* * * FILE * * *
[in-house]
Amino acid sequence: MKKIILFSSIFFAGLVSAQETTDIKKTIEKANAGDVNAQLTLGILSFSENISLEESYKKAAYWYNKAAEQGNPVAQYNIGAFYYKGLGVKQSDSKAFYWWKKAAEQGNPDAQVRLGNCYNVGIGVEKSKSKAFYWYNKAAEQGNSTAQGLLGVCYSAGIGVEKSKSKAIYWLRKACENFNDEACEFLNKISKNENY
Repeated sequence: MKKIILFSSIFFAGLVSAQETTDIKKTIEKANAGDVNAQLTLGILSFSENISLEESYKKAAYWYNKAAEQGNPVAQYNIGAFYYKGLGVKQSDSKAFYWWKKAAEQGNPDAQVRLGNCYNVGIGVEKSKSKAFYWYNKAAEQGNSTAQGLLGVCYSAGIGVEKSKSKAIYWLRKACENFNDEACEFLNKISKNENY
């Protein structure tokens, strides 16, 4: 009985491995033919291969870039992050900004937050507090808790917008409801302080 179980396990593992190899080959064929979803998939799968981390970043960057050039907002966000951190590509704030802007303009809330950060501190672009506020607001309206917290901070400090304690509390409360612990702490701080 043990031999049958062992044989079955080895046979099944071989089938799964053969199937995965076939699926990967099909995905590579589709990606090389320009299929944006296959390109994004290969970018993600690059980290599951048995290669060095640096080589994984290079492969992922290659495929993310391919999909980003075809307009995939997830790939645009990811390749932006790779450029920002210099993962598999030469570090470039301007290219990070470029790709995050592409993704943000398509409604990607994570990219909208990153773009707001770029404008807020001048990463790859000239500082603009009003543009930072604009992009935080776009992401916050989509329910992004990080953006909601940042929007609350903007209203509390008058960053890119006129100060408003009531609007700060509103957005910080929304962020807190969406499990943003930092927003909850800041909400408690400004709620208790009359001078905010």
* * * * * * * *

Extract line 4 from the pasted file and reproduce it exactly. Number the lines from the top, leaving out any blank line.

């Protein structure tokens, strides 16, 4: 009985491995033919291969870039992050900004937050507090808790917008409801302080 179980396990593992190899080959064929979803998939799968981390970043960057050039907002966000951190590509704030802007303009809330950060501190672009506020607001309206917290901070400090304690509390409360612990702490701080 043990031999049958062992044989079955080895046979099944071989089938799964053969199937995965076939699926990967099909995905590579589709990606090389320009299929944006296959390109994004290969970018993600690059980290599951048995290669060095640096080589994984290079492969992922290659495929993310391919999909980003075809307009995939997830790939645009990811390749932006790779450029920002210099993962598999030469570090470039301007290219990070470029790709995050592409993704943000398509409604990607994570990219909208990153773009707001770029404008807020001048990463790859000239500082603009009003543009930072604009992009935080776009992401916050989509329910992004990080953006909601940042929007609350903007209203509390008058960053890119006129100060408003009531609007700060509103957005910080929304962020807190969406499990943003930092927003909850800041909400408690400004709620208790009359001078905010």